East meets West, Magpul AKM PMAG review

The new AK PMAGs lock up tighter than a vault (Photo by: Jim Grant)

The new AK PMAGs lock up tighter than a vault (Photo by Jim Grant)

Comrades, come quick!

I have news of a most blasphemous concoction. It seems that the patron saint of AR-15 accessories, Magpul Industries, seeks to replace the venerable steel AK-47 magazine with a plastic one! Mikhail Kalashnikov must be rolling in his grave! An AK PMAG! Is nothing sacred!?

MAGPUL, on my AK mag? More likely than you'd think. (Photo by: Jim Grant)

The PMAGs potential weak point, the locking tab (Photo by Jim Grant)

While AR enthusiasts may think the synthetic magazine is a relatively new invention, Kalashnikov rifles have been using them since 1965 with the so-called Bakelite magazines. However, these orange mags aren’t truly made of Bakelite. True Bakelite is a phenol formaldehyde resin used in radios and telephones and is too fragile for serious military use.

Bakelite magazines are actually composed of AG-42 phenol plastic. It has a similar appearance to Bakelite but with improved durability. Nevertheless, even Bakelite magazines pale in comparison to later Bulgarian-made Circle 10 magazines, the best AK magazines for serious use. These military surplus magazines used to be plentiful and inexpensive, costing $15, but they now run closer to $35.

This is why Magpul stepped in. Its AR magazines can often be bought as cheap as $9, undercutting the price of aluminum magazines along with enhanced durability, lighter weight, improved reliability and resistance to corrosion. If this new PMAG can offer all these upgrades to the AK platform for $13.95, it should sweep the market in no time right?

Removing the floorplate on the new AK PMAGs is a breeze (Photo by: Jim Grant)

Removing the floorplate on the new AK PMAGs is a breeze (Photo by Jim Grant)

Well, sort of. AK lovers are often traditionalists and enjoy period correct accessories, including magazines. They also appreciate features of mil spec synthetic mag’s not in the AKM PMAG’s current design — namely the lack of steel locking tab and reinforcements. AR magazines don’t require reinforcements, but AK mags are rocked into place and act as a level on the magazine well. Also, the metal tab acts as added insurance, in case the user drops the rifle on its magazine.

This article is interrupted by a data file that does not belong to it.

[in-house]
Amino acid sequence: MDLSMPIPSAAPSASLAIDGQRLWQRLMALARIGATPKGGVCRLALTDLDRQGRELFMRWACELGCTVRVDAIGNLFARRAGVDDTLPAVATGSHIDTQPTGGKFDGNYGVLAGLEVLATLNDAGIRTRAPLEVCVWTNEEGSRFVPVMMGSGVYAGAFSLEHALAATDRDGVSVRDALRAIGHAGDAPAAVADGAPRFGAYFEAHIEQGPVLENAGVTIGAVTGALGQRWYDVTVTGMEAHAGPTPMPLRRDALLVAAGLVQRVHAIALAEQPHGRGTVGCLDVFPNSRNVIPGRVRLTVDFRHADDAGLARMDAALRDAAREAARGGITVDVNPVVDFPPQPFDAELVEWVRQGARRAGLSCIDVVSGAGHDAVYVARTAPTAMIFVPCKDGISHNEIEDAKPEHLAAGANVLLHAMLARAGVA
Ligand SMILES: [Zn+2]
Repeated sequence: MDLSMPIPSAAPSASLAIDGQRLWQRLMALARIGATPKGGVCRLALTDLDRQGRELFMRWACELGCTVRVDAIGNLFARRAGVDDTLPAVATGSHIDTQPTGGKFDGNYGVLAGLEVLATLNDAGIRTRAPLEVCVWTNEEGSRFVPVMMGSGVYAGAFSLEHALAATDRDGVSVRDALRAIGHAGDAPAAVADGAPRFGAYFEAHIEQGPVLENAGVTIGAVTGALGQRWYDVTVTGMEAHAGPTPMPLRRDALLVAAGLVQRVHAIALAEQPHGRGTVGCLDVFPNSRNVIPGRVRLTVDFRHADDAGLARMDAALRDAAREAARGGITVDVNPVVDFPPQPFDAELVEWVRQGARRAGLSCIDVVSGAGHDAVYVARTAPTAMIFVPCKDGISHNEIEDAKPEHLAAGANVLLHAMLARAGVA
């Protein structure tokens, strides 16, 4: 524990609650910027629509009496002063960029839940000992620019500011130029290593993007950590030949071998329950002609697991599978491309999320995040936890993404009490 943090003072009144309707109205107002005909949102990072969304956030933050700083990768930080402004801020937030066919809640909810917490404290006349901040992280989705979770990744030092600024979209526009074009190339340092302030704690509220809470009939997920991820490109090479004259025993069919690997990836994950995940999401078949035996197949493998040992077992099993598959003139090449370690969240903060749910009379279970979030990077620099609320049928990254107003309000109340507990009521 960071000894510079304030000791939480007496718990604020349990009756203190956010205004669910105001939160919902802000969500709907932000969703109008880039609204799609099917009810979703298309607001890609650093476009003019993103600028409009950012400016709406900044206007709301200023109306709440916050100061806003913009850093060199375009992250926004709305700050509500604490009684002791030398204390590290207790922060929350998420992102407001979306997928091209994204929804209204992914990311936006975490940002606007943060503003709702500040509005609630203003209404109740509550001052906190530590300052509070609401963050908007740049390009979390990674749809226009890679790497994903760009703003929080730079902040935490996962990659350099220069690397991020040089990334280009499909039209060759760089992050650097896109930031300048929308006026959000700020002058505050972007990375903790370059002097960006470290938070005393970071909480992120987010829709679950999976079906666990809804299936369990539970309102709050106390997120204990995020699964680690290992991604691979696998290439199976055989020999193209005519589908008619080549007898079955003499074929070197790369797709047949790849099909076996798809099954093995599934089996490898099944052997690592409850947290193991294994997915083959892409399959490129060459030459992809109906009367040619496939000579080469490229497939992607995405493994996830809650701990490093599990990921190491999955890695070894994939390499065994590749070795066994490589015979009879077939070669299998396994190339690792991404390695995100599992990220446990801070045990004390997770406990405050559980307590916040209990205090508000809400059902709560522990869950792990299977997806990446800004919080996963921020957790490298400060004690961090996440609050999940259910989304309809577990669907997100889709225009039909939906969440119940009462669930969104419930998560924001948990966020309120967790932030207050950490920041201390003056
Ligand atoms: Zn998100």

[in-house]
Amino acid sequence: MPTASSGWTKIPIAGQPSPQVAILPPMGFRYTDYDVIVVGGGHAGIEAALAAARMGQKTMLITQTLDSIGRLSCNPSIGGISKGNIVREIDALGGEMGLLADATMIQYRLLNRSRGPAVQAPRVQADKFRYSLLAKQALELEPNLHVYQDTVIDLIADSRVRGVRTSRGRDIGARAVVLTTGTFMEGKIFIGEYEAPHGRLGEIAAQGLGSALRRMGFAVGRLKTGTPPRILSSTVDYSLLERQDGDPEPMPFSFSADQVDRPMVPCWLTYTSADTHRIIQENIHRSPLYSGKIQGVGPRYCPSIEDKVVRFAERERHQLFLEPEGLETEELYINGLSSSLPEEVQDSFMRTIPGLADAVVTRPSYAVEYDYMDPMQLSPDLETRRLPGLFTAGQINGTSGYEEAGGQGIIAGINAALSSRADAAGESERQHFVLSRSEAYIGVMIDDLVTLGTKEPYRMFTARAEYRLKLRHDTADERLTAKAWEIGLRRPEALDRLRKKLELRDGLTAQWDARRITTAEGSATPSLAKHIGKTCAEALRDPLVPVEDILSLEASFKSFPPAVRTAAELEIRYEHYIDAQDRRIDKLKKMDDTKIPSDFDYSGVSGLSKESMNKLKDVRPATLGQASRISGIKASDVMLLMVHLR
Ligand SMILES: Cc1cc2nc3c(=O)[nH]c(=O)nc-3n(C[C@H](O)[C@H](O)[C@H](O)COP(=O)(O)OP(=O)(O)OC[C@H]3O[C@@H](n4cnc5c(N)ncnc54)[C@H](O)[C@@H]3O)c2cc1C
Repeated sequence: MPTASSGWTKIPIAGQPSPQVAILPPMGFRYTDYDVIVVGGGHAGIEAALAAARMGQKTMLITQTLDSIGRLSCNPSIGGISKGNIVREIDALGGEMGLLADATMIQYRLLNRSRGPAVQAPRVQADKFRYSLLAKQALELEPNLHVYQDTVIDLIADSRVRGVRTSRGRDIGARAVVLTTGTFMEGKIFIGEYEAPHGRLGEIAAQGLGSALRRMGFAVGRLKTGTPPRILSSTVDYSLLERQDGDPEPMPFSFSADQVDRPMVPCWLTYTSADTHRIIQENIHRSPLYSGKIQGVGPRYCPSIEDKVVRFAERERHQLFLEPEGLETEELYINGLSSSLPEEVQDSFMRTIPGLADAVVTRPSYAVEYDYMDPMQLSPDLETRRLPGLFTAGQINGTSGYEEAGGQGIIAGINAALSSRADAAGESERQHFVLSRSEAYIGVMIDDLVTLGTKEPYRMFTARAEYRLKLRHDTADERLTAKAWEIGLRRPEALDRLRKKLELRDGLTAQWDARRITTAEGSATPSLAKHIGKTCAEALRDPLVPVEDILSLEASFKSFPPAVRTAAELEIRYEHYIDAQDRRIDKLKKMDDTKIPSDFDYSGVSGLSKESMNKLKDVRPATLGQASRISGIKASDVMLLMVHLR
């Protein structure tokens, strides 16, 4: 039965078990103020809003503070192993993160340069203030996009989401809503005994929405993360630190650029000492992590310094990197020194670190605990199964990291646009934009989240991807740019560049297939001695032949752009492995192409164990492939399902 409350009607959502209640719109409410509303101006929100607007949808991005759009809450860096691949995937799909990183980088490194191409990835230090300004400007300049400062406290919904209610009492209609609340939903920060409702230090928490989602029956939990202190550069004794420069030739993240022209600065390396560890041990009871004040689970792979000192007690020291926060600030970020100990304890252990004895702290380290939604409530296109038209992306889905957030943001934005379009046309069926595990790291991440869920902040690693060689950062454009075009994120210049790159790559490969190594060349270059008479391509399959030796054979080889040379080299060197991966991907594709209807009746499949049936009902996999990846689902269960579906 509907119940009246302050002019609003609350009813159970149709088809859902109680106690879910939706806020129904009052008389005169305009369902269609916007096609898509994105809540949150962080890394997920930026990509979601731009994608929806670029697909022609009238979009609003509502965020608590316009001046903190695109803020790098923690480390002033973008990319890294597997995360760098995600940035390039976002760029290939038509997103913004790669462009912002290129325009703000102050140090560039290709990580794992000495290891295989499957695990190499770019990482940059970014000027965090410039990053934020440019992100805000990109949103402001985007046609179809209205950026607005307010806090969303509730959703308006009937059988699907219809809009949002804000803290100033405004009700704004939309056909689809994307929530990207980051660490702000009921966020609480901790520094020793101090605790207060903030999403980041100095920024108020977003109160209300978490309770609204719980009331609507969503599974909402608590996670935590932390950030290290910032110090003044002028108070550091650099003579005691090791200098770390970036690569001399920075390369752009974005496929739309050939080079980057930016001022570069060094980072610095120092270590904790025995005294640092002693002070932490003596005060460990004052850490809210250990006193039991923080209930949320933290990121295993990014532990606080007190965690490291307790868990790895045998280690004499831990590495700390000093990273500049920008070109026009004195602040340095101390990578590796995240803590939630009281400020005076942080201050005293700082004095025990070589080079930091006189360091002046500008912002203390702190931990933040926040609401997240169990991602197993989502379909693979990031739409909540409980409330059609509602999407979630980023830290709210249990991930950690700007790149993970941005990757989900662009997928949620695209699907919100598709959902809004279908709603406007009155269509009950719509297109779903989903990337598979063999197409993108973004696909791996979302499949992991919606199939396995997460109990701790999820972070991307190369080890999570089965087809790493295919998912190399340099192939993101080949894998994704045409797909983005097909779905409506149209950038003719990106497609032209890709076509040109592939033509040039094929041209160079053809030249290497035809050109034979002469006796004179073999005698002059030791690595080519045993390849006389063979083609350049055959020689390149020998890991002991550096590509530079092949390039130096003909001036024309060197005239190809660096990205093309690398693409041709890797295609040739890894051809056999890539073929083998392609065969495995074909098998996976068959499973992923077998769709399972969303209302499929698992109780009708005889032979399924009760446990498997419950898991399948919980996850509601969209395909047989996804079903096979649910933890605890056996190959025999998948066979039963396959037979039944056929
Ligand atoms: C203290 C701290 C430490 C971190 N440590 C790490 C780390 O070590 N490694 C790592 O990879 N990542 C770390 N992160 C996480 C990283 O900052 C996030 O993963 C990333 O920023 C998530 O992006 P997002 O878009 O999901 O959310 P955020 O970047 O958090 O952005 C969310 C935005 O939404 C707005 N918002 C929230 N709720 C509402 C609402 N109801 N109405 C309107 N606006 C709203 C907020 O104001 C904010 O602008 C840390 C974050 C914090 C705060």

In lieu of dropping my rifle, I performed numerous AK pushups and could not get the tab to break. This could be that I only weigh 160 pounds or it may be a testament to the PMAG’s quality. Regardless, when I asked Magpul about the locking tab, company spokesman responded that its GEN II AKM PMAG would feature a reinforced locking tab. Unfortunately, this feature will not be available for at least a year.

During my 1,000-round test, the AKM PMAG jammed once, when an old round’s bullet dislodged from the shell casing, spilling powder inside the magazine body. I consider this to be a 100 percent success rate, since it was the fault of the round, not the magazine.

Magpul lovers will revel in the AK PMAG’s design, it looks like a cross between an AR PMAG, an AK magazine and a stealth bomber. While using a PMAG may seem sacrilegious to AK purists, the AKM PMAG is a durable and inexpensive alternative to military surplus synthetic magazines. As an added bonus, they weigh less than steel ones as well.

Makes your AK feel like a stealth bomber. (Photo by: Jim Grant)

Makes your AK feel like a stealth bomber. (Photo by Jim Grant)